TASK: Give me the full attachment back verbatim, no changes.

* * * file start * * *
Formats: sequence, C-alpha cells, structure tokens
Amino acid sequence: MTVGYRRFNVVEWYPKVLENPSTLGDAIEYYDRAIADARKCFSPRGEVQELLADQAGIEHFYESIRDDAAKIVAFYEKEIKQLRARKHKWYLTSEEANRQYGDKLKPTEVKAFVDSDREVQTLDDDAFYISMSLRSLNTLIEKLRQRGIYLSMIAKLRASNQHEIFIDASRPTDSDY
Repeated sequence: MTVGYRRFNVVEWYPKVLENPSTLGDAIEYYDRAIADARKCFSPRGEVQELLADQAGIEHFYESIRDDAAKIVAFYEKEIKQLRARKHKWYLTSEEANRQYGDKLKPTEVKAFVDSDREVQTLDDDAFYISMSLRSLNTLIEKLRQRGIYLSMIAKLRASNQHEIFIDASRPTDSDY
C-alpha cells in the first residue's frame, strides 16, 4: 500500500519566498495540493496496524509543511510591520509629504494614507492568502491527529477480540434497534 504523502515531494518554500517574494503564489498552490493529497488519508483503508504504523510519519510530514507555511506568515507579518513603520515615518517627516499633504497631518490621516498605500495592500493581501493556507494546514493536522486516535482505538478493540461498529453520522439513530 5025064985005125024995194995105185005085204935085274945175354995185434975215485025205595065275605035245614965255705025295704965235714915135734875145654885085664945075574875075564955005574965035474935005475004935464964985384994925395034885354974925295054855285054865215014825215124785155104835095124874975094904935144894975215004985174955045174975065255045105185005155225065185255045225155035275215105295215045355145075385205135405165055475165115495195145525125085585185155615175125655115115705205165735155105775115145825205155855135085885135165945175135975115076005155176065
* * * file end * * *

Formats: sequence, C-alpha cells, structure tokens
Amino acid sequence: MTVGYRRFNVVEWYPKVLENPSTLGDAIEYYDRAIADARKCFSPRGEVQELLADQAGIEHFYESIRDDAAKIVAFYEKEIKQLRARKHKWYLTSEEANRQYGDKLKPTEVKAFVDSDREVQTLDDDAFYISMSLRSLNTLIEKLRQRGIYLSMIAKLRASNQHEIFIDASRPTDSDY
Repeated sequence: MTVGYRRFNVVEWYPKVLENPSTLGDAIEYYDRAIADARKCFSPRGEVQELLADQAGIEHFYESIRDDAAKIVAFYEKEIKQLRARKHKWYLTSEEANRQYGDKLKPTEVKAFVDSDREVQTLDDDAFYISMSLRSLNTLIEKLRQRGIYLSMIAKLRASNQHEIFIDASRPTDSDY
C-alpha cells in the first residue's frame, strides 16, 4: 500500500519566498495540493496496524509543511510591520509629504494614507492568502491527529477480540434497534 504523502515531494518554500517574494503564489498552490493529497488519508483503508504504523510519519510530514507555511506568515507579518513603520515615518517627516499633504497631518490621516498605500495592500493581501493556507494546514493536522486516535482505538478493540461498529453520522439513530 5025064985005125024995194995105185005085204935085274945175354995185434975215485025205595065275605035245614965255705025295704965235714915135734875145654885085664945075574875075564955005574965035474935005475004935464964985384994925395034885354974925295054855285054865215014825215124785155104835095124874975094904935144894975215004985174955045174975065255045105185005155225065185255045225155035275215105295215045355145075385205135405165055475165115495195145525125085585185155615175125655115115705205165735155105775115145825205155855135085885135165945175135975115076005155176065